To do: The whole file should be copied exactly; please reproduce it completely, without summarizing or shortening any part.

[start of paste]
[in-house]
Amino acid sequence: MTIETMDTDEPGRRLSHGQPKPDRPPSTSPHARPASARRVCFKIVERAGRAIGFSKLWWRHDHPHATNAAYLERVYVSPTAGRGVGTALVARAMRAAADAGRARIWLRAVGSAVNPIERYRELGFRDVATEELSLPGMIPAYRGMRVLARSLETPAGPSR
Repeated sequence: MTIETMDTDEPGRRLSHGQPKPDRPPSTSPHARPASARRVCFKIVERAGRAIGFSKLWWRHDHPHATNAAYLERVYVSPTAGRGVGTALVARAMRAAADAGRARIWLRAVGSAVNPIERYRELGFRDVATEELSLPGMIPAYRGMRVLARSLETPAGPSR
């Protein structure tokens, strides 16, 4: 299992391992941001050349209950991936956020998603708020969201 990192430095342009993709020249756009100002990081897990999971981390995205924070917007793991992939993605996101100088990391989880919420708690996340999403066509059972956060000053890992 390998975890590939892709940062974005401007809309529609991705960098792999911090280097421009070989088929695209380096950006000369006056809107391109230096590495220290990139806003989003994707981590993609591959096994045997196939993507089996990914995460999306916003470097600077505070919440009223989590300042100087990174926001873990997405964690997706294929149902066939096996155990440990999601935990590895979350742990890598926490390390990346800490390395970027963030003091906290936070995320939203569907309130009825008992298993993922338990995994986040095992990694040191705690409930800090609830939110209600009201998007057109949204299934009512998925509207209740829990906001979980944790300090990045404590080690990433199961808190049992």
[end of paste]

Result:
[in-house]
Amino acid sequence: MTIETMDTDEPGRRLSHGQPKPDRPPSTSPHARPASARRVCFKIVERAGRAIGFSKLWWRHDHPHATNAAYLERVYVSPTAGRGVGTALVARAMRAAADAGRARIWLRAVGSAVNPIERYRELGFRDVATEELSLPGMIPAYRGMRVLARSLETPAGPSR
Repeated sequence: MTIETMDTDEPGRRLSHGQPKPDRPPSTSPHARPASARRVCFKIVERAGRAIGFSKLWWRHDHPHATNAAYLERVYVSPTAGRGVGTALVARAMRAAADAGRARIWLRAVGSAVNPIERYRELGFRDVATEELSLPGMIPAYRGMRVLARSLETPAGPSR
């Protein structure tokens, strides 16, 4: 299992391992941001050349209950991936956020998603708020969201 990192430095342009993709020249756009100002990081897990999971981390995205924070917007793991992939993605996101100088990391989880919420708690996340999403066509059972956060000053890992 390998975890590939892709940062974005401007809309529609991705960098792999911090280097421009070989088929695209380096950006000369006056809107391109230096590495220290990139806003989003994707981590993609591959096994045997196939993507089996990914995460999306916003470097600077505070919440009223989590300042100087990174926001873990997405964690997706294929149902066939096996155990440990999601935990590895979350742990890598926490390390990346800490390395970027963030003091906290936070995320939203569907309130009825008992298993993922338990995994986040095992990694040191705690409930800090609830939110209600009201998007057109949204299934009512998925509207209740829990906001979980944790300090990045404590080690990433199961808190049992």